Thursday, December 8, 2016

There was a lot I had to get used to when I moved to the United States, one of the biggest of which was being on the road. I couldn’t understand the relationship that Americans seem to have with driving; the enormous utility vehicles used for a five minute commute, the speedy and sometimes reckless driving, the low cost of gas, driving on the right hand side; none of it quite made sense to me. It was foreign, other, and I could not quite come to grips with it or with the intense connection that the American people seem to have with their cars, which, as far as I can tell, they treat as extensions of themselves. 

But then I discovered the open road. 

My boyfriend and I had flown north with the plan to drive from Boston to Montreal and back. It was a small holiday, a way of seeing a bit more of this big and diverse country. As we left the city and found ourselves heading north into what was, for us, the unknown, I felt it. It. If you’ve driven long distances in the States, then you know what I mean. It’s a hard feeling to describe, though many have tried. Freedom is, I think, as close as you can get in one word. The freedom of being out in those lanes with relatively few cars around you, barrelling forward into the mysterious otherness of the landscape. We saw the northern states that way; the expanse of deep and verdant trees extending into the infinite; the small, wood-structured, friendly towns; the mountains looming on the far horizon. Music played softly through the radio as we drove on and up, not so much to go anywhere, but just to feel the independence of movement and discovery.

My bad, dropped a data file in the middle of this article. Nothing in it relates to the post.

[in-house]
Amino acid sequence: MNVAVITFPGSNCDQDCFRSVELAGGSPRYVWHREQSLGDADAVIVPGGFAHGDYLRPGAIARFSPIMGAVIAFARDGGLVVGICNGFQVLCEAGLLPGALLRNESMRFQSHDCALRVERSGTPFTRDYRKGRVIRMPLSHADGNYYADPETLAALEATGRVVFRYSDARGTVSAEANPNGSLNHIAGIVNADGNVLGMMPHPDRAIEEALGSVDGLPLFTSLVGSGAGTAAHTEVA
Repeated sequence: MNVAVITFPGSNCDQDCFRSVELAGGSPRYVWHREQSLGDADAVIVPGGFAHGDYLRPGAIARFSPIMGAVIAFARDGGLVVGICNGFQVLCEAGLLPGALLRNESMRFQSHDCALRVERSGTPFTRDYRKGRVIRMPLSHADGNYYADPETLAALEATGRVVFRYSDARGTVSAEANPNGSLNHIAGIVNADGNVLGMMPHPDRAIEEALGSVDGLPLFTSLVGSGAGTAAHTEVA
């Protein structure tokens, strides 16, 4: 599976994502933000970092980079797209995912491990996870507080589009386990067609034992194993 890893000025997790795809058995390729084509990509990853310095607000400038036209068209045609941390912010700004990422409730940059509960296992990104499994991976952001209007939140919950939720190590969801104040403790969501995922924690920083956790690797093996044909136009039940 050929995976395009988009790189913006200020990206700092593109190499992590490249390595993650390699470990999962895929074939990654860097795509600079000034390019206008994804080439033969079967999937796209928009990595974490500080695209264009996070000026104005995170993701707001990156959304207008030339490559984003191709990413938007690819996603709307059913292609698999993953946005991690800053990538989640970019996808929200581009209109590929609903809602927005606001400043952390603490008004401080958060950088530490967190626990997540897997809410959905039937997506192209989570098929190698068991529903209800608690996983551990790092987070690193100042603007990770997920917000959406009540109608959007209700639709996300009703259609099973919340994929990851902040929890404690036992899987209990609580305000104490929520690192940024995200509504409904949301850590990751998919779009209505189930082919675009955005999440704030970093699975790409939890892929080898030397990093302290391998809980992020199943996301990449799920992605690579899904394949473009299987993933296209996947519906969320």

I felt the same thing driving to Florida’s west coast on our self-mandated evacuation when the effects of Hurricane Matthew were still unknown. Something about the distance of the horizon and the sense of adventure. I’m not saying I now understand the sheer number of oversized cars on the road in Florida, but I do have a better appreciation of just how important driving is to the culture of this country. It makes more sense that Springsteen, Kerouac and so many others spent so much of their careers trying to describe the feeling of being out on the road. It’s four-wheeled freedom, facing the frontier without fear of finality. 

Sometimes it’s just nice to drive.